Allo' Expat US Virgin Islands - Connecting Expats in US Virgin Islands
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US Virgin Islands General Information
US Virgin Islands Expatriates Handbook
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Housing in US Virgin Islands
Bringing pets into US Virgin Islands
Driving in US Virgin Islands
Social Customs & Etiquettes in US Virgin Islands
US Virgin Islands Education & Medical
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US Virgin Islands Social Customs & Etiquettes

The US Virgin Islanders are overwhelmingly friendly and helpful and the pace of life is very relaxed. Politeness is considered important. Children are told to address adults as "sir" or "ma'am". Visitors are encouraged to smile, use greetings and maintain a courteous attitude.

Locals follow a system of greeting which depends on the time of day. "Good morning", "good afternoon", "good evening" and "good night" are the norm. Most people follow-up a salutation with "How are you?". When entering a room with others it is customary to greet people. You may also be greeted with "Ya arright?", to which an appropriate response would be "arright!" or "ok". Islanders also use a modified handshake. A normal shake, then a finger clasp, followed by a fist bump.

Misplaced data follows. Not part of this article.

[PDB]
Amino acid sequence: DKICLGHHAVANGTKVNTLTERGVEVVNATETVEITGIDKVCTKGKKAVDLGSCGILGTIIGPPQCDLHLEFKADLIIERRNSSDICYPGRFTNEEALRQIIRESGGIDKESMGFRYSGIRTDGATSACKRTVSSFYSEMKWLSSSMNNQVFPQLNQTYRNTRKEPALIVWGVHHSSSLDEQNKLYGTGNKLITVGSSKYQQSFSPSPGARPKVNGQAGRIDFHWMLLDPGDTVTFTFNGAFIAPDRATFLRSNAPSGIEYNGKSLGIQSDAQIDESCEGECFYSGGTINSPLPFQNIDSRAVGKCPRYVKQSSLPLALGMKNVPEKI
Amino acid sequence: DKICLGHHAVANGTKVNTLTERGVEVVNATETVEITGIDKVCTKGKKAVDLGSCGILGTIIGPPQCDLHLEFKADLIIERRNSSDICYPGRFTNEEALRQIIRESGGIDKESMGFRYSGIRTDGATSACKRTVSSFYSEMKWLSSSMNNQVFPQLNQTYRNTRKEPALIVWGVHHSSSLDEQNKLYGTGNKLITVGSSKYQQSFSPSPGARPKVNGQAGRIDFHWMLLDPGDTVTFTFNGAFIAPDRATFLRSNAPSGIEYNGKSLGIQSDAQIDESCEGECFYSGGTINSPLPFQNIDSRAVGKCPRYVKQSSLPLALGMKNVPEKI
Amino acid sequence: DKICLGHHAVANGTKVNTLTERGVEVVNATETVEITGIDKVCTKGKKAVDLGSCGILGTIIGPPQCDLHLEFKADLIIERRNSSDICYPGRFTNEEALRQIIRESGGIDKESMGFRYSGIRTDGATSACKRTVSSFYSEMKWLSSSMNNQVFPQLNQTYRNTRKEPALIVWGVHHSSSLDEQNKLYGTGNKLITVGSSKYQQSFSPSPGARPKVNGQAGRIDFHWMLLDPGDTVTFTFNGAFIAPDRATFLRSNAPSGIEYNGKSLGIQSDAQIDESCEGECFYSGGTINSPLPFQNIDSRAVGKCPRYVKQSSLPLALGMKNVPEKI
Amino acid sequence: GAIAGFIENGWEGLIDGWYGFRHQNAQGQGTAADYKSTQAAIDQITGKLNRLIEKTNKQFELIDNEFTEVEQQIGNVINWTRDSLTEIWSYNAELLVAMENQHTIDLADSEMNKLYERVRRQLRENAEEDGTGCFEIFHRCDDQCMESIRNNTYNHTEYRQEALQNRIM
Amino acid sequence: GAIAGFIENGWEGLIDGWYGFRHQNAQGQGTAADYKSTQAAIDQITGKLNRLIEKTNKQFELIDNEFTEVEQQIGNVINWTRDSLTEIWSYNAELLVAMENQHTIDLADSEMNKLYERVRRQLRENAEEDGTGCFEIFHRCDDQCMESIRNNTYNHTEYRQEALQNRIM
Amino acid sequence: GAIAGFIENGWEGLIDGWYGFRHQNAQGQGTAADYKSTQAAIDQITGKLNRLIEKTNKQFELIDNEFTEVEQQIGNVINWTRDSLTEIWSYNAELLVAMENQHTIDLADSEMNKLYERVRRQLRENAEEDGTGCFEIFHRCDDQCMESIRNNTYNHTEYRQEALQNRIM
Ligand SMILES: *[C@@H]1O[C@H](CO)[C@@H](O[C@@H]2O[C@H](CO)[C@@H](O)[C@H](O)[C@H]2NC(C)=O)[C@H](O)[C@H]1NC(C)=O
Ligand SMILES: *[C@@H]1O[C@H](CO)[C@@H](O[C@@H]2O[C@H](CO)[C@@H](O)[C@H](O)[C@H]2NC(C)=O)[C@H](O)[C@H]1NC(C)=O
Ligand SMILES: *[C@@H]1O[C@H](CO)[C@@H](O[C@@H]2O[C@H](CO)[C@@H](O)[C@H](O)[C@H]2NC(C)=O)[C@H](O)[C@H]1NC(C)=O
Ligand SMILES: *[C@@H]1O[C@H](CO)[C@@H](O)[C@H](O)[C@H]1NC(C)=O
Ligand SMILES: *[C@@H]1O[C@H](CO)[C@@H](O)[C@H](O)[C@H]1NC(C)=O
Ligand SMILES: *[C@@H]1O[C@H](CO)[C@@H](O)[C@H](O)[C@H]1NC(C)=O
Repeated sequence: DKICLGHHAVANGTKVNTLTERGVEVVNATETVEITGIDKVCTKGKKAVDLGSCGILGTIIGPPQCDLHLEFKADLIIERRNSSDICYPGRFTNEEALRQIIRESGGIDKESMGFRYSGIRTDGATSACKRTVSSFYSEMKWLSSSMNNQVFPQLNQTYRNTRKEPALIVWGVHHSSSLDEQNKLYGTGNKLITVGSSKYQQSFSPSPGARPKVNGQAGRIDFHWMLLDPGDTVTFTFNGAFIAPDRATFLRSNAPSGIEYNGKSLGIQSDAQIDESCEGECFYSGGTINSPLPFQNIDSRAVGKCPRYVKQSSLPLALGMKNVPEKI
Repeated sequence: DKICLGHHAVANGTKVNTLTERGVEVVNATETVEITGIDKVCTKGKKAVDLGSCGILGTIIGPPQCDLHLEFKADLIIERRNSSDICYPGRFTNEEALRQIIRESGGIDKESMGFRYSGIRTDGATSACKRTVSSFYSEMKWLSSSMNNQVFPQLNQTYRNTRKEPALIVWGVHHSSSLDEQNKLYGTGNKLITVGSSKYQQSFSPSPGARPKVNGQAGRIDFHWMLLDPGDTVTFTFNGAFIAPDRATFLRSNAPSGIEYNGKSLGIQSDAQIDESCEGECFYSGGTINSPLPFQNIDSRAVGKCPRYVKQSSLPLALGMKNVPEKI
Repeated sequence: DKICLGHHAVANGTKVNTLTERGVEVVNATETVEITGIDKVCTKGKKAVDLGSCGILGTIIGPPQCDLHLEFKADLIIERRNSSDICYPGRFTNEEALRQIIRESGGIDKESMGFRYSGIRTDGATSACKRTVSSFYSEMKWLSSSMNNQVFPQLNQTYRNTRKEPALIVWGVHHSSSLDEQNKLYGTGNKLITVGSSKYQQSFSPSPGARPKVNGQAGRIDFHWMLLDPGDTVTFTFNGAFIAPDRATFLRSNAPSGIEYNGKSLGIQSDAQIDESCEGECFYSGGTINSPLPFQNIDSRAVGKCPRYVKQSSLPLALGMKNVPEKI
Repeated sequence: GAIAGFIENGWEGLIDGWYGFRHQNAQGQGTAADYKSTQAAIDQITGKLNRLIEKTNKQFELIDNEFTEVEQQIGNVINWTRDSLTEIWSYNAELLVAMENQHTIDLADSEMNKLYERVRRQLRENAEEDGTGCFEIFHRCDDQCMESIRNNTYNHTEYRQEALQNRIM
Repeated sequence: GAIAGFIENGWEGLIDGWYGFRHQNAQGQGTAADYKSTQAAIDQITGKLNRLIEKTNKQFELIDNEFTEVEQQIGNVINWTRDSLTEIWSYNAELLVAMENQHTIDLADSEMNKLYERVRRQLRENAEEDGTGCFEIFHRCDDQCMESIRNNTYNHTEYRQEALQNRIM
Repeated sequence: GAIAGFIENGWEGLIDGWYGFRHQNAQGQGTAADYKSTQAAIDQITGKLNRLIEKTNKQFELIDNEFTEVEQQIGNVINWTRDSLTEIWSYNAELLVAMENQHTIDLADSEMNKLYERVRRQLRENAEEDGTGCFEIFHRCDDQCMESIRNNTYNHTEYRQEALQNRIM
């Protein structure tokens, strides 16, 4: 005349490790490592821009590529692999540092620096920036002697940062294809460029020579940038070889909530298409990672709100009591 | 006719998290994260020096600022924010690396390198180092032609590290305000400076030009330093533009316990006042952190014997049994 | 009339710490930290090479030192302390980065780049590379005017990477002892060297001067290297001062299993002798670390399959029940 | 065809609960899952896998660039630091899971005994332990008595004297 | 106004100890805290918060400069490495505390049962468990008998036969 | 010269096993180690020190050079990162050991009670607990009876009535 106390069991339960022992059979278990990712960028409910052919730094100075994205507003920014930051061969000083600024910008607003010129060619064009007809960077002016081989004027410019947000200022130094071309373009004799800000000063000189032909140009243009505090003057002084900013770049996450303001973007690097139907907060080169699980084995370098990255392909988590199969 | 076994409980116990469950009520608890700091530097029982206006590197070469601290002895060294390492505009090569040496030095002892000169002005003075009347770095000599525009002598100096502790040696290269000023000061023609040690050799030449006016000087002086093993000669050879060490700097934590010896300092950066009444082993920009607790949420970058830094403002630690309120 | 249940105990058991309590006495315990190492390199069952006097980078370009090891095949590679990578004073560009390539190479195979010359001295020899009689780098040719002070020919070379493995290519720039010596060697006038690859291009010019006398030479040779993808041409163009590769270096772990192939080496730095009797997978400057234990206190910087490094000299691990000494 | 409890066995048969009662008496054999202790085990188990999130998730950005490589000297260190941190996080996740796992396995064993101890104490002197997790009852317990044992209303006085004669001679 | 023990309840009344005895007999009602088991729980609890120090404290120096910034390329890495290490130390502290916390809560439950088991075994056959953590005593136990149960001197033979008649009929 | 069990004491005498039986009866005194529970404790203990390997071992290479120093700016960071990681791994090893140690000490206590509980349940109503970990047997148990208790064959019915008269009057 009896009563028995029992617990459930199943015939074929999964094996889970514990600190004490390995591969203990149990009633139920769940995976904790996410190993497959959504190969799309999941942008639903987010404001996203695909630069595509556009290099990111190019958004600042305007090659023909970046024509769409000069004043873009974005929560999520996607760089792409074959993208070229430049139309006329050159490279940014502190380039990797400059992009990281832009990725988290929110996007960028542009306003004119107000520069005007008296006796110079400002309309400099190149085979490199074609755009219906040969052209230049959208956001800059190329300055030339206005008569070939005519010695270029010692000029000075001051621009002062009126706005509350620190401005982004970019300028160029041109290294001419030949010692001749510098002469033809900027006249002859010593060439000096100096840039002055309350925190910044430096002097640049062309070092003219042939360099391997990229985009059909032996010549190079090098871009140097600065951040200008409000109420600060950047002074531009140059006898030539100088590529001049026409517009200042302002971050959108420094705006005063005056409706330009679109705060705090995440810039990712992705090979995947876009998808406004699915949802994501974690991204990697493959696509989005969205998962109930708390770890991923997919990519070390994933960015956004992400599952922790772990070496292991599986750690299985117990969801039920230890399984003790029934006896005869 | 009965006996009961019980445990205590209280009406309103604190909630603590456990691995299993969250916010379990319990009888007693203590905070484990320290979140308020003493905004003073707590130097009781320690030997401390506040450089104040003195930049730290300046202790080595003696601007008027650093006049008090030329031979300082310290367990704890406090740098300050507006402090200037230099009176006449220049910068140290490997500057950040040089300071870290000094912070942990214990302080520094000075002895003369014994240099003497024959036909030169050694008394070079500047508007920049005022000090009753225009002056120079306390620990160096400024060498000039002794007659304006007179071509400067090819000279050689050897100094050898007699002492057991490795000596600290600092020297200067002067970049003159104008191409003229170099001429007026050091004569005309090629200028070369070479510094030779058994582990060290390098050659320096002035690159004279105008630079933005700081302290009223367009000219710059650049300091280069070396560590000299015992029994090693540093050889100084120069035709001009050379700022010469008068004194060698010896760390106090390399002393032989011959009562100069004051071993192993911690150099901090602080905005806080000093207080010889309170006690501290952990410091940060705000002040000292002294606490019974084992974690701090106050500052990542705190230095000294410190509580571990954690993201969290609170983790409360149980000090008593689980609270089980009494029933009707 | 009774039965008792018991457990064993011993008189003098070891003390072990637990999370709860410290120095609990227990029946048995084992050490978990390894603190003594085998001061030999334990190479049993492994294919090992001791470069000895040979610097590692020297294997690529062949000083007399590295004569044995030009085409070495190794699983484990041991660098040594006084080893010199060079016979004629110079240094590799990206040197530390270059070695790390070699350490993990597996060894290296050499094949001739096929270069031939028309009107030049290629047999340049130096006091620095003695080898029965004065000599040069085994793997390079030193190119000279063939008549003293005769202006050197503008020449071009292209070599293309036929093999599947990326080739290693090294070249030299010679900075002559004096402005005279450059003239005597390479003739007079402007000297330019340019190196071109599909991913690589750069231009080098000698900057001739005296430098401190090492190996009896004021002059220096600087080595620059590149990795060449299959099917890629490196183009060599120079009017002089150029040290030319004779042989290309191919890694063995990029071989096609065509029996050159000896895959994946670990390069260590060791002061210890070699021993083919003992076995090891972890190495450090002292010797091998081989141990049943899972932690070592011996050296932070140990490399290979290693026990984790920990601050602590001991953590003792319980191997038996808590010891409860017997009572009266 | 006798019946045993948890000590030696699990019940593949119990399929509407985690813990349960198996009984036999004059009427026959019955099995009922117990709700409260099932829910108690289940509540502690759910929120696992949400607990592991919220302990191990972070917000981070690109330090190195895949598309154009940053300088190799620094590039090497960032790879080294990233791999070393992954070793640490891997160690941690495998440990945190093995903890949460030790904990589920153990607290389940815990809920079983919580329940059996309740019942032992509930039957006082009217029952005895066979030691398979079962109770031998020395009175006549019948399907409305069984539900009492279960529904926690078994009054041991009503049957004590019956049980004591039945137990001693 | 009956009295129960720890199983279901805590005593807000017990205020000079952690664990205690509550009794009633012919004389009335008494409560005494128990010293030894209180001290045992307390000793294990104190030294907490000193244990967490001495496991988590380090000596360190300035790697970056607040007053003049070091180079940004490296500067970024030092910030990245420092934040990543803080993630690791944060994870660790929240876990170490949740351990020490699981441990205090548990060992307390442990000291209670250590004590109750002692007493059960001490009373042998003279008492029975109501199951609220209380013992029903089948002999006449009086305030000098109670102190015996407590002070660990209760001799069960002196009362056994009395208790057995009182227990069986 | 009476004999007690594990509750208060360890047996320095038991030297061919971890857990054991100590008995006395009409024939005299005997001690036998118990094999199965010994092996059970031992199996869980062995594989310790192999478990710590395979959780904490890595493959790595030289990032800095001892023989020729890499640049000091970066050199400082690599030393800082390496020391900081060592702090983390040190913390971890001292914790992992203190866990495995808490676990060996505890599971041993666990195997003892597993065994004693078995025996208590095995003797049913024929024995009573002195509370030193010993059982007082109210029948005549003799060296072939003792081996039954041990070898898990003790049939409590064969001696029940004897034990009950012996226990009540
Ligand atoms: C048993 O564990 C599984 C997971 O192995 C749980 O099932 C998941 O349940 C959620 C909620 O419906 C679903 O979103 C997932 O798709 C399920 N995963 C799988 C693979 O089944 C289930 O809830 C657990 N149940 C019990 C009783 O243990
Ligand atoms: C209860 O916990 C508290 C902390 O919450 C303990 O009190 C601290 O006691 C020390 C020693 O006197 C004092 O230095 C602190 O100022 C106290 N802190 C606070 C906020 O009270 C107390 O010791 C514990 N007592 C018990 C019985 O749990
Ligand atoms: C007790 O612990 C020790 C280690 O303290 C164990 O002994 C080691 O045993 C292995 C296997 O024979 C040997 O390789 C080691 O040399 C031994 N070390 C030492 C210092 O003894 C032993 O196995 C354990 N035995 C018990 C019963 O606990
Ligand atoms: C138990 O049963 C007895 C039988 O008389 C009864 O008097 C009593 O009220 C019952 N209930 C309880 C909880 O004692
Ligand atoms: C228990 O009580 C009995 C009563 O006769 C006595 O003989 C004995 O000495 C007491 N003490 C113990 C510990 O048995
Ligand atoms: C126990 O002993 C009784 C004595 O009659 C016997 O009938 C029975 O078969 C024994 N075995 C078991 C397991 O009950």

One in three families is headed by a single female parent. The rate of unmarried teenage pregnancy is increasing and is a major social concern. Wedding customs range from the traditional African "jump the broom" to European-influenced church ceremonies.

The concept of jointly owned "family land" accommodates the pattern of alternately settling down and moving that has characterised the lives of many families since colonial times.

Women are responsible for infant care. Breast-feeding is supplemented by formula given in bottles; the use of formula results in early weaning. In more traditional households, folk beliefs about infant care, including the use of "bush tea" to induce sleep, are common. A "bogeyman" is used as a threat to correct children's bad behaviour.





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